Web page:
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Professional Responsibility
University of Missouri School of Law
Fisch, William B.

I.                    Pervasive Issues
a.       Lawyers owe duties to 4 constituencies 
                                                               i.      The Public
                                                              ii.      The Courts
                                                            iii.      Individual Clients
                                                            iv.      Other Lawyers (The Profession)
b.       Where do the rules come from?
                                                               i.      Legislatures (laws that purport to control the practice of law)
                                                              ii.      Supreme courts (judicial regulation) – primary regulatory agency
                                                            iii.      Courts deciding particular cases
                                                            iv.      Bar associations (local, state, national)
1.       Formulate rules of conduct and propose them for adoption by the courts as regulated
2.       Also provide opinions on particular issues of professional responsibility
a.       Informal opinions – directed at lawyer who requested
b.       Formal opinions – address the issue more generally (to more than 1 lawyer)
c.        Does a lawyer inform opposing counsel of mistake (i.e. default judgment) against client’s wishes? (Sprung)
                                                               i.      Communication of confidential information is prohibited without permission (MR 1.6)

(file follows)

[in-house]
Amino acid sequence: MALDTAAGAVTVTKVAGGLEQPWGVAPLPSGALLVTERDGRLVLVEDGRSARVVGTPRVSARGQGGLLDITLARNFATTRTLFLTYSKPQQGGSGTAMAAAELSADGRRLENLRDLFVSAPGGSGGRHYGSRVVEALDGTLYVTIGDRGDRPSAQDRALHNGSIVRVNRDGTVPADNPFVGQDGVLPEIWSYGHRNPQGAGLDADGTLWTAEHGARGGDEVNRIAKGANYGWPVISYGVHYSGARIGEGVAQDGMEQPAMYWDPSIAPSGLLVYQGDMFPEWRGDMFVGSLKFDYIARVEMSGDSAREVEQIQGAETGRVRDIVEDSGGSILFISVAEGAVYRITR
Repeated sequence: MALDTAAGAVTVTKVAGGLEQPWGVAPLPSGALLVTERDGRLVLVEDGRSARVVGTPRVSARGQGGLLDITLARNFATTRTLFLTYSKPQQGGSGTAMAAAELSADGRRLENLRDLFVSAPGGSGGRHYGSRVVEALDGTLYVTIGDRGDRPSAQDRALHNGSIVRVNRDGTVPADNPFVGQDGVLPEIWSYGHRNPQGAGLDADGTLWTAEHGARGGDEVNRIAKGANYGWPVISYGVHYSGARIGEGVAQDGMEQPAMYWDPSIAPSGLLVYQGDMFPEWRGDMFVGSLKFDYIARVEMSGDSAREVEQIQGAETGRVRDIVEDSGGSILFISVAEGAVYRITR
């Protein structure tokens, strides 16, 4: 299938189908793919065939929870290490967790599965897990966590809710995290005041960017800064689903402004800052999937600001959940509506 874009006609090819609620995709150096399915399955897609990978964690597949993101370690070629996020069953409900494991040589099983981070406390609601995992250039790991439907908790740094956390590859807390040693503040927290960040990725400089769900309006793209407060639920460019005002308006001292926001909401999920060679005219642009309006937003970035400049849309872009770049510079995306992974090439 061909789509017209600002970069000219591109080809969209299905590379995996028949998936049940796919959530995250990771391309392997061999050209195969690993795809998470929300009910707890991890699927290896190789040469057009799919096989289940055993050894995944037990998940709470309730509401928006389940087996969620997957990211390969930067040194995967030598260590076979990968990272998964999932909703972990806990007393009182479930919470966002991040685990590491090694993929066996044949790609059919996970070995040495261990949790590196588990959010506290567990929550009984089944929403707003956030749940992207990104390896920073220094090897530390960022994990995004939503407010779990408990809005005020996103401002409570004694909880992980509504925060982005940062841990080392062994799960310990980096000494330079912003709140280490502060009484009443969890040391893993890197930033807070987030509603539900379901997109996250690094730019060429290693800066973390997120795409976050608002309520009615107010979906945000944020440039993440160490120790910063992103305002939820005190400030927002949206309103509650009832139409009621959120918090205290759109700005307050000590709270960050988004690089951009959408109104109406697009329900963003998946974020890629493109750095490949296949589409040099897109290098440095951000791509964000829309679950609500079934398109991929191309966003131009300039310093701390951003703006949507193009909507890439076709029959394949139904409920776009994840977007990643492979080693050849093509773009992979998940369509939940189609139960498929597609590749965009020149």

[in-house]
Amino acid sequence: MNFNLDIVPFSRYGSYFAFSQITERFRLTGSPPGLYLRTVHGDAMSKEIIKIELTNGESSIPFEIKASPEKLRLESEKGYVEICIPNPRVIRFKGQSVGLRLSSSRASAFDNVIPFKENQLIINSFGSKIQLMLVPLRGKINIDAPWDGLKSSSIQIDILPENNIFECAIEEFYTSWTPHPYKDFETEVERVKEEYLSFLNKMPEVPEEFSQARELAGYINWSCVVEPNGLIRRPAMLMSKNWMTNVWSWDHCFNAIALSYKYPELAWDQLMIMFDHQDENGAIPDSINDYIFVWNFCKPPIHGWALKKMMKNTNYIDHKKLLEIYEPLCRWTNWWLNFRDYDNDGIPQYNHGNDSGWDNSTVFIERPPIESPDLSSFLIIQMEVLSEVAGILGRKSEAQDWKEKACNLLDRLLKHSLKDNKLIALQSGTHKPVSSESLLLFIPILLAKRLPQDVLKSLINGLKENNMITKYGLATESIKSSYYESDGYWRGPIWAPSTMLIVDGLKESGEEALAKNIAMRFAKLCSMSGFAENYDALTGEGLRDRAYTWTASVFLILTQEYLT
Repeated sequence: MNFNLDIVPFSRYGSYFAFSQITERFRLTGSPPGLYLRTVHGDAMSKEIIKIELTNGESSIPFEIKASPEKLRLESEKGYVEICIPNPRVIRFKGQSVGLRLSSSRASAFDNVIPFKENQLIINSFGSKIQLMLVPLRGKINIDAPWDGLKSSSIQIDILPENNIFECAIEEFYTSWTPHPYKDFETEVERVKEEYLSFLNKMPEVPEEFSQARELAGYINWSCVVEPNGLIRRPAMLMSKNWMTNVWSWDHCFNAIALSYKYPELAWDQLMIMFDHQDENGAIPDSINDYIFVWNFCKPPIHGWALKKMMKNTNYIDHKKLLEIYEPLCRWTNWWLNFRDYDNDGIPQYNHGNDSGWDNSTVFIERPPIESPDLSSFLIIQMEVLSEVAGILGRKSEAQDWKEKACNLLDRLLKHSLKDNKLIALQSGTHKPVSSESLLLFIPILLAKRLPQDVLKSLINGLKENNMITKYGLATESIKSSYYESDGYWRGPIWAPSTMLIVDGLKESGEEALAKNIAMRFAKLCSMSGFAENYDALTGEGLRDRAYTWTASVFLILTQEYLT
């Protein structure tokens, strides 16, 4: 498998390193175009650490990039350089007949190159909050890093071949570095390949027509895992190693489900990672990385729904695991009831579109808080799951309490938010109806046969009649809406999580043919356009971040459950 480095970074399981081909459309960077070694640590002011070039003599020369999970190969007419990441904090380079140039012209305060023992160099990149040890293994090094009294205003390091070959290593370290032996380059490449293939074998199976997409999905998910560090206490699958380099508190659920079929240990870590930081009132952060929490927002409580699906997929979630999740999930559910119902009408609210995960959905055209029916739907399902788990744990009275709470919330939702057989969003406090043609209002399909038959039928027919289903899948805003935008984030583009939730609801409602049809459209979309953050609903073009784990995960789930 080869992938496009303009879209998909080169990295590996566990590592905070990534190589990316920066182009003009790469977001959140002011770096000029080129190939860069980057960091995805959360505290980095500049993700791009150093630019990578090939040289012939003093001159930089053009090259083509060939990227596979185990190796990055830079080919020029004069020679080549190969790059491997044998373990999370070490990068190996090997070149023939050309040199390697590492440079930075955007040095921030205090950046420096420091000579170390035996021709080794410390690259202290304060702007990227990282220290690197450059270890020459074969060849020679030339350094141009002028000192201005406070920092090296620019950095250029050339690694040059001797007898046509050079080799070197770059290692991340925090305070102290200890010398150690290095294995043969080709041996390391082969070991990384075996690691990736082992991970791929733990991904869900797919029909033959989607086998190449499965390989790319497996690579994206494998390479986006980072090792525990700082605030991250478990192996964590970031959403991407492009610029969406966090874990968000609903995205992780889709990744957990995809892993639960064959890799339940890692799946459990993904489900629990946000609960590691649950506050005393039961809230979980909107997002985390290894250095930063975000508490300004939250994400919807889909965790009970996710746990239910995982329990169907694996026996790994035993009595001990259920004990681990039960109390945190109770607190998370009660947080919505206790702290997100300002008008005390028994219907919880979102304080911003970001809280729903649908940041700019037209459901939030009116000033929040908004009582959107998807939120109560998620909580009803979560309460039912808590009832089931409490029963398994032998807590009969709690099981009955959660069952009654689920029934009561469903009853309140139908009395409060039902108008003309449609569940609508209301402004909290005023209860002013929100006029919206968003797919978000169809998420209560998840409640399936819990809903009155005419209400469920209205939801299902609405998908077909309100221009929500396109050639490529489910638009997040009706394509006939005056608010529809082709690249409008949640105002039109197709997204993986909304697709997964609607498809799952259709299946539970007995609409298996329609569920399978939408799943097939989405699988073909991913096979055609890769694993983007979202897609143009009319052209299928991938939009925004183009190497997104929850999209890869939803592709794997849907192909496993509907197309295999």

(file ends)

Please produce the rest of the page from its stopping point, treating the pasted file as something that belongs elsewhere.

ii.      Client has the last word re: goals of representation; atty has last word re: means to accomplish that goal (MR 1.2)
d.       Formal Professional Rules
                                                               i.      ABA Canons of Professional Ethics – 1908
1.       Traditional tenets of noblesse oblige – a conceptualization of legal practice as an elite craft, practiced independently, w/ a commitment to civic-political affairs
2.       All about loyalty to the law and to the public
3.       At beginning – were evidence of assumed practice norms
4.       BUT turned into an enforceable legal code throughout the years
                                                              ii.      ABA Model Code of Professional Responsibility – 1969
1.       Major shift of emphasis – toward rule-oriented approach rather than an ethical/aspirational approach
2.       Functioned as statutes to control the legal profession
3.       Scrapped w/in 15 years
                                                            iii.      ABA Model Rules of Professional Conduct – 1983
1.       Replaced the Code and is in Restatement format
2.       NOT ethics; are a set of regulatory mandates and prohibitions
3.       Imposes few responsibilities beyond those already imposed by the substantive law of agency, tort, and contracts
4.       2 Levels of Norm
a.       Black-letter – the rule as such
b.       Commentary – to explain the thinking behind a particular rule (only meant to be explanatory – an agent to interpretation of the rules)
5.       ABA has been very successful in convincing state regulatory authorities to adopt the MR but remember that not every state has adopted every rule in the MR format (like MR 1.6)
                                                            iv.      RST of the Law Governing Lawyers – provides guidance beyond the scope of the rules, covering the formation of the lawyer-client relationship, civil liability of lawyers to clients and third parties, and attorney-client privilege in the law of evidence (and other stuff too)
e.        Criticism of the Lawyer’s “Traditional” Role
                                                               i.      Traditional (or Amoral) Role – to require the lawyer to pursue the client’s goals w/out regard to the personal morality of those goals
                                                              ii.      2 Moral Criticisms of Lawyers
1.       Lawyer-client relationship renders the lawyer amoral and at worst immoral in his dealings w/ the rest of mankind